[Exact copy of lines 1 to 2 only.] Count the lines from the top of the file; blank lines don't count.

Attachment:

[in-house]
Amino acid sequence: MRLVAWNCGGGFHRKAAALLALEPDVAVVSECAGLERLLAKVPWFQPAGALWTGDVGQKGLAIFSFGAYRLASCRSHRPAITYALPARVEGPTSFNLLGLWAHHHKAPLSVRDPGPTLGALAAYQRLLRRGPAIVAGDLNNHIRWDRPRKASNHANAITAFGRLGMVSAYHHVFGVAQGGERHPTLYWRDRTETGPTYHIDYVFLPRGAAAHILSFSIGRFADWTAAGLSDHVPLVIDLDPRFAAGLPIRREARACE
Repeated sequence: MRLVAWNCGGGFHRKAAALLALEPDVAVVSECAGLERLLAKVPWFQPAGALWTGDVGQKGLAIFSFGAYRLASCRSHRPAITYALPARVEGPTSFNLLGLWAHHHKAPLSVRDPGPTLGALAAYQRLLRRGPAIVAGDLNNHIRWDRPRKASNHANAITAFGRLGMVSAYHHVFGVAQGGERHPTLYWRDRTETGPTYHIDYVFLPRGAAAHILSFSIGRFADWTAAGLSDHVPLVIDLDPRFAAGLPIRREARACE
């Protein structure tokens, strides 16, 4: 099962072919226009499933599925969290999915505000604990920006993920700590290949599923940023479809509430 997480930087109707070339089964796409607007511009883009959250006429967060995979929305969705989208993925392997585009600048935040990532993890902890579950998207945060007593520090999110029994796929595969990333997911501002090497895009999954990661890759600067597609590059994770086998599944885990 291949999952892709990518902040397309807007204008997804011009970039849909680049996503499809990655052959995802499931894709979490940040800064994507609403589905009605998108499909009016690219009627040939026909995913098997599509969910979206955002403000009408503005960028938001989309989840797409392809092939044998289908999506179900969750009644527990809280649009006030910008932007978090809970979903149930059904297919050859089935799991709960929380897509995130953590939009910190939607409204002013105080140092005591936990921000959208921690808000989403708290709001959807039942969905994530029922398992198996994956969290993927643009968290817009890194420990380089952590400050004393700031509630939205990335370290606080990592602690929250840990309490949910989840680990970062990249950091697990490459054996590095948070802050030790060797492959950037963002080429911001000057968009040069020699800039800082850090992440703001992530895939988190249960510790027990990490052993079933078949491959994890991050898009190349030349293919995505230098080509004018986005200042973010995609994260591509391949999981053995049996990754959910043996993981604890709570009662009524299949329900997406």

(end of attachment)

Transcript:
[in-house]
Amino acid sequence: MRLVAWNCGGGFHRKAAALLALEPDVAVVSECAGLERLLAKVPWFQPAGALWTGDVGQKGLAIFSFGAYRLASCRSHRPAITYALPARVEGPTSFNLLGLWAHHHKAPLSVRDPGPTLGALAAYQRLLRRGPAIVAGDLNNHIRWDRPRKASNHANAITAFGRLGMVSAYHHVFGVAQGGERHPTLYWRDRTETGPTYHIDYVFLPRGAAAHILSFSIGRFADWTAAGLSDHVPLVIDLDPRFAAGLPIRREARACE